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Georgia

Yearbook 1998

Georgia. According to Countryaah, President Eduard Shevardnadze was subjected to an attack in February in the capital Tbilisi. He escaped unharmed, but two bodyguards were killed when grenades and automatic fires were fired at the president's car cortege. Suspicions were directed at the incumbent President Zviad Gamsachurdia's supporters but also against Russian forces who wanted to prevent a new oil pipeline from the Caspian Sea from being pulled through Georgia.

1998 Georgia

Shortly after the attack, four UN observers, including a Swedish officer, were kidnapped by armed militia loyal to Gamsachurdia. The hostage was released without meeting the kidnappers' demands: the withdrawal of Russian troops from Georgia and the release of political prisoners.

The conflict around the outbreak republic of Abkhazia caught fire in May. For a few days, Abkhaz forces and the Georgian army fought the most difficult fighting since the 1993 war. Extensive negotiations followed, and in October the parties agreed on confidence building measures, including the military commanders decided to establish communications. A minor military revolt broke out in western Georgia in October, where Gamsachurdia has its strongest support. The uprising was fought after a few days, but was given, among other things. as a result, Shevardnadze dismissed his Minister of Security. He was accused of knowing in advance about the revolt without intervening. Shevardnadze claimed that the uprising was controlled by forces that wanted to prevent the Caspian Sea oil pipeline from being pulled through Georgia to Turkey.

The country's finance minister resigned in November after harsh criticism that long-term payments of pensions and public servants' wages were delayed. At the same time, the country's largest electricity company announced that it could only afford electricity supply three days a week to Tbilisi and other cities. Unpaid electricity bills were stated as a cause.

South Ossetia

South Ossetia on the border between Georgia and Russia has declared itself independent from Georgia, but is considered an outbreak republic by the government of Tbilisi. Independence is only supported by Russia and a handful of other states. The capital is called Tschinvali.

Geography and climate

South Ossetia lies on the southern slopes of the Great Caucasus mountain range. The terrain is mostly mountainous but also includes plains further south to the Mtkvari River. The highest peak is Khalatsa at nearly 4,000 meters. In total, South Ossetia covers 3,900 square kilometers, which corresponds to three times the area of ​​Íland.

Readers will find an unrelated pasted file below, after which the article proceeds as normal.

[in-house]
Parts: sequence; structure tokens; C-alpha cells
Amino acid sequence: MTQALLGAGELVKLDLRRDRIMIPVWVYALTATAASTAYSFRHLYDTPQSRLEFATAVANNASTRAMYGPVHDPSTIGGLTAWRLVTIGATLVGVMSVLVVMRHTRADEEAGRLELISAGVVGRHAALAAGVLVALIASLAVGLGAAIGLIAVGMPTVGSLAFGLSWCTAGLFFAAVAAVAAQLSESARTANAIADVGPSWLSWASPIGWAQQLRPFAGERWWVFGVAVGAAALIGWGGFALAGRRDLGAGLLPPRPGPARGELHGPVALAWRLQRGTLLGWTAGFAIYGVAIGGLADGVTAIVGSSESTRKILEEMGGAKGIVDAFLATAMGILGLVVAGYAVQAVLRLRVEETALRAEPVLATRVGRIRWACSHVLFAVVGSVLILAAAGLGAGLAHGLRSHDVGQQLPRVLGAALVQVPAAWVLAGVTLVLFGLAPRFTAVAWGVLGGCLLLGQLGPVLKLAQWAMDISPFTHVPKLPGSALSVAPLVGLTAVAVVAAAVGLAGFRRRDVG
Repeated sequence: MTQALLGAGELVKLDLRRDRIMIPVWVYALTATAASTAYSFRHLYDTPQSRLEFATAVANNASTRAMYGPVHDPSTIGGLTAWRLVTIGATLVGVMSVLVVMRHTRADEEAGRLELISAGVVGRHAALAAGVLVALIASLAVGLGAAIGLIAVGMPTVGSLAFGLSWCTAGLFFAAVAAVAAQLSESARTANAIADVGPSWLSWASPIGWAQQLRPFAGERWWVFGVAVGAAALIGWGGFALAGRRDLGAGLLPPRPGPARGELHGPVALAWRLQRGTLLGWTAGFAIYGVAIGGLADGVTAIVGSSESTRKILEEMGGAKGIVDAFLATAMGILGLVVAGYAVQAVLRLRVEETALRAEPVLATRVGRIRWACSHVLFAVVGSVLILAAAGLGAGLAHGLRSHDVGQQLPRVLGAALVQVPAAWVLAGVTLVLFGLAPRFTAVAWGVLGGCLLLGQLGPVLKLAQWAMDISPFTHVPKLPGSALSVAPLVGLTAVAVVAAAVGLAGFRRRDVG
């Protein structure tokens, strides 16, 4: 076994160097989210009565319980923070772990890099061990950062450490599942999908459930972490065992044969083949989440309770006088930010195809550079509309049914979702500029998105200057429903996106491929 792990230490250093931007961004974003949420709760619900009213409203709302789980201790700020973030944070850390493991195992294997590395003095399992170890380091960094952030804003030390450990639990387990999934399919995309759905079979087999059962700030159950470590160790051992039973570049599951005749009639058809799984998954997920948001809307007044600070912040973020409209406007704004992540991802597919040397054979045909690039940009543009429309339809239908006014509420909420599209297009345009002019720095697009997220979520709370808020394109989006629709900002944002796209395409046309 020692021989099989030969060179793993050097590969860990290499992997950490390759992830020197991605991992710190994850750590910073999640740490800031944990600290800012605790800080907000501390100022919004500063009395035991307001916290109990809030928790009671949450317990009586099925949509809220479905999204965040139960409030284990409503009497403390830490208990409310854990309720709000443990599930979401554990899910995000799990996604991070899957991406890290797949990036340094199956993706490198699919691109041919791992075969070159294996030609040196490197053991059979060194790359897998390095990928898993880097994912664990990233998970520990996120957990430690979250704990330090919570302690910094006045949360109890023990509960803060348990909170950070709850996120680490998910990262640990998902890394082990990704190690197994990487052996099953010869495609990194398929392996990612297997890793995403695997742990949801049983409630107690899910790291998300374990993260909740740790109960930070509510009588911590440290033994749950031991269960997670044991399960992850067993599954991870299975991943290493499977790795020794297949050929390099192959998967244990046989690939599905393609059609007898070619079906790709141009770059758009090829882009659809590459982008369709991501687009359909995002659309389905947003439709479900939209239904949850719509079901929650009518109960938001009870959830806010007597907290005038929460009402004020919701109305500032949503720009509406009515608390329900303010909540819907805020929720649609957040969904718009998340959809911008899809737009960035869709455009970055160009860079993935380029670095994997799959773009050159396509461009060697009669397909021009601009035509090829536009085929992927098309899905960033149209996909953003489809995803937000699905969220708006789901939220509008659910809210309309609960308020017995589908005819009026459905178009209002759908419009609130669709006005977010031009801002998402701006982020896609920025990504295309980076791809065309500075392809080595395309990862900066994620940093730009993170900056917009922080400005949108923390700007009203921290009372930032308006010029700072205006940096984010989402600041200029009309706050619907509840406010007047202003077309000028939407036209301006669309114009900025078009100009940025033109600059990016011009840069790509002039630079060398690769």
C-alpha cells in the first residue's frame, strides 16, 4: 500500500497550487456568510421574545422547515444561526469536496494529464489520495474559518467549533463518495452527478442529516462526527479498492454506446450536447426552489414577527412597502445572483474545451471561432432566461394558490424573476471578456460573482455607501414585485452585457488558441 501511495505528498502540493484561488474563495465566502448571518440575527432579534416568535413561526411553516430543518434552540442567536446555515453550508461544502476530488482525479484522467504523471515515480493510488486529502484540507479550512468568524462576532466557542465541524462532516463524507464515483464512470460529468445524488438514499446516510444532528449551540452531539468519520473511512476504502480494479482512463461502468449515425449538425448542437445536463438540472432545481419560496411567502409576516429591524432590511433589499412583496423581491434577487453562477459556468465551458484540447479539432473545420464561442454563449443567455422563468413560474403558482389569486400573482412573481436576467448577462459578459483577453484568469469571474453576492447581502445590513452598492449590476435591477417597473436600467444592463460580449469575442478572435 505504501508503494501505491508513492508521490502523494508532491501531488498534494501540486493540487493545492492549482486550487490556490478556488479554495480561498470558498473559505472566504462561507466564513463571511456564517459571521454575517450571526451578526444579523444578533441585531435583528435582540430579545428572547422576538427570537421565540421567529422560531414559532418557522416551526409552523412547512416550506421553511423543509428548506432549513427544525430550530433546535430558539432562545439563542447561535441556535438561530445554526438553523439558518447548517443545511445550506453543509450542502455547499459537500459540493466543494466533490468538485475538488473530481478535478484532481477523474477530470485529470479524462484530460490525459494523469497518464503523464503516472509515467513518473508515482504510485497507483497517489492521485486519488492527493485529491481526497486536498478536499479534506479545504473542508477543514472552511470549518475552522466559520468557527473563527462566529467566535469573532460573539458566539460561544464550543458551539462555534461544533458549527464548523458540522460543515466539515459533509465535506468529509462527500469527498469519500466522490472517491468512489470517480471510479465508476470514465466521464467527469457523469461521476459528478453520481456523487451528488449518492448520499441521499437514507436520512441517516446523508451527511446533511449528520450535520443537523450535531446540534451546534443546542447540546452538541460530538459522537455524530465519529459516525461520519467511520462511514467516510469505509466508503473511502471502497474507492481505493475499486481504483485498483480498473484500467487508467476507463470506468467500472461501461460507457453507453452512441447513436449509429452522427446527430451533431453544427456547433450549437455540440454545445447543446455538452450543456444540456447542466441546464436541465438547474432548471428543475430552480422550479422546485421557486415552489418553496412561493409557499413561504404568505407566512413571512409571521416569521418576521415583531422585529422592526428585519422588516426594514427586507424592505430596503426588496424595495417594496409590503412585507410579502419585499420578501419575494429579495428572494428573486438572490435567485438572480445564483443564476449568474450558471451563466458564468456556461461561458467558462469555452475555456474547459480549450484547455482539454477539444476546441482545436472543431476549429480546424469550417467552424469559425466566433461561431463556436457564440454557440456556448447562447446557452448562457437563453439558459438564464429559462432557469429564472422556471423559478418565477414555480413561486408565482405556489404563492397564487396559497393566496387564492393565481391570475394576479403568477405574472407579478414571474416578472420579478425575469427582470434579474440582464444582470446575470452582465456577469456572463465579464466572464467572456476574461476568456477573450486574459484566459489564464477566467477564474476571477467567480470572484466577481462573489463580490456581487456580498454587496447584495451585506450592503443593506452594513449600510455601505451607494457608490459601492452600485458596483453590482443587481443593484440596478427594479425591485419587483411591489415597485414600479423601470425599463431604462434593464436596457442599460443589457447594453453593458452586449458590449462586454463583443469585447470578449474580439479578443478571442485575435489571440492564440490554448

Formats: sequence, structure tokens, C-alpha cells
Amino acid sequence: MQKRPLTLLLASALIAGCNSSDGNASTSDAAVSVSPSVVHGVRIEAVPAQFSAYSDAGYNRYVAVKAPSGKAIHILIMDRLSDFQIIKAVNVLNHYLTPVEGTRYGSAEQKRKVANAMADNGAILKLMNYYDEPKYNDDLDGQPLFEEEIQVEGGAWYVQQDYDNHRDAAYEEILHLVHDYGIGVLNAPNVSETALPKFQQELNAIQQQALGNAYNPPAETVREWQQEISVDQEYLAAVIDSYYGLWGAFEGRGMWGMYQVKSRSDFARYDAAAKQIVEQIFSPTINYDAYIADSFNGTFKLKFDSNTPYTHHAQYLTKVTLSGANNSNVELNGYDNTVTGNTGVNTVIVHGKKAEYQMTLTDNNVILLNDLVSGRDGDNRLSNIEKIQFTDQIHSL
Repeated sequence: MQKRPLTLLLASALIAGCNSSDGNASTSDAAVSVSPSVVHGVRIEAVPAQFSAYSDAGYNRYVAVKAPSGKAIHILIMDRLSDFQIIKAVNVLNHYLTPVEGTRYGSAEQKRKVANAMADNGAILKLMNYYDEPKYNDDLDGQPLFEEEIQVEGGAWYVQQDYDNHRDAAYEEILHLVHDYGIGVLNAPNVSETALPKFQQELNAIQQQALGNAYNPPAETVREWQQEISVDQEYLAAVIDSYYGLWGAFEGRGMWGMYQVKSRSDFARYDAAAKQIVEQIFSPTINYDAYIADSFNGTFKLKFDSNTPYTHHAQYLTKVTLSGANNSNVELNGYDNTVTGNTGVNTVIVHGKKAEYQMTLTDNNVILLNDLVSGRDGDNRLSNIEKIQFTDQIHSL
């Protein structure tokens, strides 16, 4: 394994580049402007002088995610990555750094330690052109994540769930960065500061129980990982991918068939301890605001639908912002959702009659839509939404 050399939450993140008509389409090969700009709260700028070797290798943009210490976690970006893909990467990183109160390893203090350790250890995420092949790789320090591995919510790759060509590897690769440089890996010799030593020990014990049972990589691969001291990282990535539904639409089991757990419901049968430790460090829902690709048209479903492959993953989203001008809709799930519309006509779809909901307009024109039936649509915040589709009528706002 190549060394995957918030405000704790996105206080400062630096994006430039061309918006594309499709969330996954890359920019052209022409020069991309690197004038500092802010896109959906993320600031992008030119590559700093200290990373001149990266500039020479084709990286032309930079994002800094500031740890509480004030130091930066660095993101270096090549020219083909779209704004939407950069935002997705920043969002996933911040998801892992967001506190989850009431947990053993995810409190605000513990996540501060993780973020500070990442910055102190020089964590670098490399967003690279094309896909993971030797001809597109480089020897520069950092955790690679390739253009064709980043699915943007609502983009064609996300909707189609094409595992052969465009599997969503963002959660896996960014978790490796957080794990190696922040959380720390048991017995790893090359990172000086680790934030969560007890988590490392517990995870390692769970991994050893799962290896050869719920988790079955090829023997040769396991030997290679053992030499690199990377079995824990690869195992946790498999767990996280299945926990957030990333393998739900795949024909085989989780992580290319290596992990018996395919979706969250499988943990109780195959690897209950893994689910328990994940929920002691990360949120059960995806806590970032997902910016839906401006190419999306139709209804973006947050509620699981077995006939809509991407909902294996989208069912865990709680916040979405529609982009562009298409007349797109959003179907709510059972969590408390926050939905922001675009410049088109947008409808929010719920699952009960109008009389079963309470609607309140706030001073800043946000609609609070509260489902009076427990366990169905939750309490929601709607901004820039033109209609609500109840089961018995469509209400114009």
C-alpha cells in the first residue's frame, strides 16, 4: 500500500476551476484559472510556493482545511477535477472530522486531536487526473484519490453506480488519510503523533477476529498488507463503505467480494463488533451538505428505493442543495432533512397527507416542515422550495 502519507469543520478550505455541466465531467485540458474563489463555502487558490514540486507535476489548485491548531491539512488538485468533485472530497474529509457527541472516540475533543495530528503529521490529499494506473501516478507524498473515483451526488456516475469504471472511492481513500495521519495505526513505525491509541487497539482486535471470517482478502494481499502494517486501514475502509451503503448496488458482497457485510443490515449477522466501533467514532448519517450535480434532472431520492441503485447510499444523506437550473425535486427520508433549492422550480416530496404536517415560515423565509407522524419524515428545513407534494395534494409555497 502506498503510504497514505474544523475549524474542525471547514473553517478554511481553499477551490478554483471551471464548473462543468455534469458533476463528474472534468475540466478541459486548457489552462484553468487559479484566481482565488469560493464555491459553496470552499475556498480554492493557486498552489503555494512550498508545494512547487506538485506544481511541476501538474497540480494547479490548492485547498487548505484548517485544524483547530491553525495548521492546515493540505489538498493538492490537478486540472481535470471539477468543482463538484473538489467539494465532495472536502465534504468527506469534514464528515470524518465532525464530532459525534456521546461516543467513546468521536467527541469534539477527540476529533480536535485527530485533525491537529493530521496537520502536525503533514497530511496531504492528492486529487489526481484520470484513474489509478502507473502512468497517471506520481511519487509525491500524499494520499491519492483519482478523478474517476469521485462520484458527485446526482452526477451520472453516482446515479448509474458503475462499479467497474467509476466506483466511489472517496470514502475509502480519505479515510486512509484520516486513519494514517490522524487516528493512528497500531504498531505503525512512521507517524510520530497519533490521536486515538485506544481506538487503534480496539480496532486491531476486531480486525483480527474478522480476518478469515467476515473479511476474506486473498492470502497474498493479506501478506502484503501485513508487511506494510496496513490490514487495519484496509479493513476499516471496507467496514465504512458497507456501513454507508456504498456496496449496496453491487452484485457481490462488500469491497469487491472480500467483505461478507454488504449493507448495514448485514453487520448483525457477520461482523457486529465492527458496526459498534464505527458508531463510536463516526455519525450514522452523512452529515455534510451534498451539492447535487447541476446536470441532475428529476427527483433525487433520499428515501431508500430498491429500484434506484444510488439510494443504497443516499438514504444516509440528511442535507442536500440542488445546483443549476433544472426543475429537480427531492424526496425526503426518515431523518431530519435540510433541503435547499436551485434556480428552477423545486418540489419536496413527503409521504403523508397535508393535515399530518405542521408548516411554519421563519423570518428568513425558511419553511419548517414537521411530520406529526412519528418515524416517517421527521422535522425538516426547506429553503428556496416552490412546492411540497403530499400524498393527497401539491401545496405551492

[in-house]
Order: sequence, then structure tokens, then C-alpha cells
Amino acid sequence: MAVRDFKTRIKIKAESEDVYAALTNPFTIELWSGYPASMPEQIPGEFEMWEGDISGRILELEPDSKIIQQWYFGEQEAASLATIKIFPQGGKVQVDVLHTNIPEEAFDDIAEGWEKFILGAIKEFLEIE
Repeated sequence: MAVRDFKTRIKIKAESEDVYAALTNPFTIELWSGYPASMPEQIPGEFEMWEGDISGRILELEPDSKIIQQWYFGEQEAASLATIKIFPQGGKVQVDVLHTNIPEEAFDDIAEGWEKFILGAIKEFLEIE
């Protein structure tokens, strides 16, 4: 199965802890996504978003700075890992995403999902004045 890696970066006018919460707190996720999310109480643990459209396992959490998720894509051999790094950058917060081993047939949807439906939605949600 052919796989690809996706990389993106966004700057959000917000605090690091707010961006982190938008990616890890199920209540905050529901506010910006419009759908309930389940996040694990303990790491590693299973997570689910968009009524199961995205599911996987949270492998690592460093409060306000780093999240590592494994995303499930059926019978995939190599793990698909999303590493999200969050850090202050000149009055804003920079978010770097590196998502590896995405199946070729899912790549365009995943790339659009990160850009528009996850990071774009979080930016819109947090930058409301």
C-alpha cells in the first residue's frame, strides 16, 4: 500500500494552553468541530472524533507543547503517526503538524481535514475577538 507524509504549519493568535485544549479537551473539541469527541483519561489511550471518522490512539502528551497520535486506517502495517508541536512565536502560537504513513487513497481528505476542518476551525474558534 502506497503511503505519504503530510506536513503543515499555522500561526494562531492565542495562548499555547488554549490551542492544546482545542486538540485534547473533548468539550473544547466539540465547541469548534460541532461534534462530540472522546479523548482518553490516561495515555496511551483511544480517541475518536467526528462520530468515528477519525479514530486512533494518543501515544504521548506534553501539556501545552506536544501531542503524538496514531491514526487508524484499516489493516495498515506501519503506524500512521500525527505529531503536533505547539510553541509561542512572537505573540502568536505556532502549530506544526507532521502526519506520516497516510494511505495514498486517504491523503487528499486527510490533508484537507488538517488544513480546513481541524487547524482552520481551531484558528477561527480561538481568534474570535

In South Ossetia, around 70,000 people live today. More than half live in the capital Tschinvali.

Before the uprising against Georgia and the subsequent civil war of 1990-1992 (see History), about 100,000 people were estimated to have lived in South Ossetia, of which about two-thirds were Ossetians and the rest were Georgians. 30,000 of the inhabitants fled during the unrest. Most of them never came back.

The short war between South Ossetia / Russia and Georgia in the fall of 2008 (see History) gave rise to a new refugee stream on both sides. Over one hundred thousand people were reported to have been forced to leave their homes in South Ossetia and in adjacent areas of Georgia. About 35,000 South Ossetians fled to North Ossetia, while the Georgians of the area applied to Georgia. Most of the South Ossetians were able to return home when the fighting was over, while many Georgians remained at refugee centers in Georgia.

The Ossetians are a Caucasian minority people who speak an Iranian language. Most are Orthodox Christians but a minority are Muslims.

In 2012, the South Ossetian Parliament passed a law that allows residents to exchange Georgian or Russian last names with Ossetians. Names ending with the Georgian endings -jvili or -dze, or Russian -ov / -ova can be given the ostetic endings -ty, -ti or -on.

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